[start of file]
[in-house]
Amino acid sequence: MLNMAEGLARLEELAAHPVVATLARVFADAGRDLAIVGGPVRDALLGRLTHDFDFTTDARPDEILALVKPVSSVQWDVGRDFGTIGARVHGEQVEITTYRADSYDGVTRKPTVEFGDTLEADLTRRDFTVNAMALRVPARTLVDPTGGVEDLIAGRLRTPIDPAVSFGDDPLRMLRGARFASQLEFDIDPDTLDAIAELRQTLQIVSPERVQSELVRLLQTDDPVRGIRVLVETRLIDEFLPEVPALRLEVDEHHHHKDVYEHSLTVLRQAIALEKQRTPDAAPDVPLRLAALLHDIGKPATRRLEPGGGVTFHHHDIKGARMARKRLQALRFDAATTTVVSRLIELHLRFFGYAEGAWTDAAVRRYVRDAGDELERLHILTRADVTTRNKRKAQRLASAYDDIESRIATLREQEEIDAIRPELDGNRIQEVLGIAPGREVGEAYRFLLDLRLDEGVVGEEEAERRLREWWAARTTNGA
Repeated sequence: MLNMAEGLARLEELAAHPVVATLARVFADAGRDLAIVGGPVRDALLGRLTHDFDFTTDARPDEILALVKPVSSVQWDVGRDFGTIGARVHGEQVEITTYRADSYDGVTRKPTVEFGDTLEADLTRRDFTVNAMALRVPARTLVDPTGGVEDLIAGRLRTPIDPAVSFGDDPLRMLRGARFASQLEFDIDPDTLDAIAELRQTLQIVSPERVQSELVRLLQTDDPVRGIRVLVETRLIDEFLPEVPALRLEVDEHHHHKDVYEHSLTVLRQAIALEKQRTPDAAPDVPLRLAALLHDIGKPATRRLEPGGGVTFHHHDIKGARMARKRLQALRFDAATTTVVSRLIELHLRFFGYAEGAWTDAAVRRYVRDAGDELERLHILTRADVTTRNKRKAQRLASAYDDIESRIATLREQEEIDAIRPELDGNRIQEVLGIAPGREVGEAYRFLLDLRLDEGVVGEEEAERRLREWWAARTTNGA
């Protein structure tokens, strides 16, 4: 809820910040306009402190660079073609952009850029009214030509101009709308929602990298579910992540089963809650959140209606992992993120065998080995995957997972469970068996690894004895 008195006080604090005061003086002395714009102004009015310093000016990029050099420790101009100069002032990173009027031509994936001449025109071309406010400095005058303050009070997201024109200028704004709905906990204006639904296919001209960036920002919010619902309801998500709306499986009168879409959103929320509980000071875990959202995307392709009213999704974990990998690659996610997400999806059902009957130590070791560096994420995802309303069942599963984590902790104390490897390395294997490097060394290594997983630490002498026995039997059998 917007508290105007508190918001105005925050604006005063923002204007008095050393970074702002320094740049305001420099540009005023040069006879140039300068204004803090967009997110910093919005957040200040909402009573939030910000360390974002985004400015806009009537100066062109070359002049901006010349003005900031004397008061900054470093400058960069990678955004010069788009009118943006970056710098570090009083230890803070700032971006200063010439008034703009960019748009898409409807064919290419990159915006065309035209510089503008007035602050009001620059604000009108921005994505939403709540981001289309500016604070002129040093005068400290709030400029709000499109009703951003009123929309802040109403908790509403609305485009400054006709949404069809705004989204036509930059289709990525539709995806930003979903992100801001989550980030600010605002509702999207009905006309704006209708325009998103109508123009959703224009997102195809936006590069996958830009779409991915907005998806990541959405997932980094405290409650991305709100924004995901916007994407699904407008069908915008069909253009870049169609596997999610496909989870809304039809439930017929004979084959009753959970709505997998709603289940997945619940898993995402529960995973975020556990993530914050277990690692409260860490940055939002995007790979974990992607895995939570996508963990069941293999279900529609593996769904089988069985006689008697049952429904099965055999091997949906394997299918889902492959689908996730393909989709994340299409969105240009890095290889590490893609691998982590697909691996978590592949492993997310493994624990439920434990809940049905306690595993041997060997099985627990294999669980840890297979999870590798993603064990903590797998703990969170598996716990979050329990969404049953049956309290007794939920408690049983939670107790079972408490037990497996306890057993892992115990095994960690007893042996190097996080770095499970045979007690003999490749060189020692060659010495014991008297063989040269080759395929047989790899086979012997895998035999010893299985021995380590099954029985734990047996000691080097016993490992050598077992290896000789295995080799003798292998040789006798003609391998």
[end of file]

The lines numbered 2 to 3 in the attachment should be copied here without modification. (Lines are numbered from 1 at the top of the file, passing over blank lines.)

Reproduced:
Amino acid sequence: MLNMAEGLARLEELAAHPVVATLARVFADAGRDLAIVGGPVRDALLGRLTHDFDFTTDARPDEILALVKPVSSVQWDVGRDFGTIGARVHGEQVEITTYRADSYDGVTRKPTVEFGDTLEADLTRRDFTVNAMALRVPARTLVDPTGGVEDLIAGRLRTPIDPAVSFGDDPLRMLRGARFASQLEFDIDPDTLDAIAELRQTLQIVSPERVQSELVRLLQTDDPVRGIRVLVETRLIDEFLPEVPALRLEVDEHHHHKDVYEHSLTVLRQAIALEKQRTPDAAPDVPLRLAALLHDIGKPATRRLEPGGGVTFHHHDIKGARMARKRLQALRFDAATTTVVSRLIELHLRFFGYAEGAWTDAAVRRYVRDAGDELERLHILTRADVTTRNKRKAQRLASAYDDIESRIATLREQEEIDAIRPELDGNRIQEVLGIAPGREVGEAYRFLLDLRLDEGVVGEEEAERRLREWWAARTTNGA
Repeated sequence: MLNMAEGLARLEELAAHPVVATLARVFADAGRDLAIVGGPVRDALLGRLTHDFDFTTDARPDEILALVKPVSSVQWDVGRDFGTIGARVHGEQVEITTYRADSYDGVTRKPTVEFGDTLEADLTRRDFTVNAMALRVPARTLVDPTGGVEDLIAGRLRTPIDPAVSFGDDPLRMLRGARFASQLEFDIDPDTLDAIAELRQTLQIVSPERVQSELVRLLQTDDPVRGIRVLVETRLIDEFLPEVPALRLEVDEHHHHKDVYEHSLTVLRQAIALEKQRTPDAAPDVPLRLAALLHDIGKPATRRLEPGGGVTFHHHDIKGARMARKRLQALRFDAATTTVVSRLIELHLRFFGYAEGAWTDAAVRRYVRDAGDELERLHILTRADVTTRNKRKAQRLASAYDDIESRIATLREQEEIDAIRPELDGNRIQEVLGIAPGREVGEAYRFLLDLRLDEGVVGEEEAERRLREWWAARTTNGA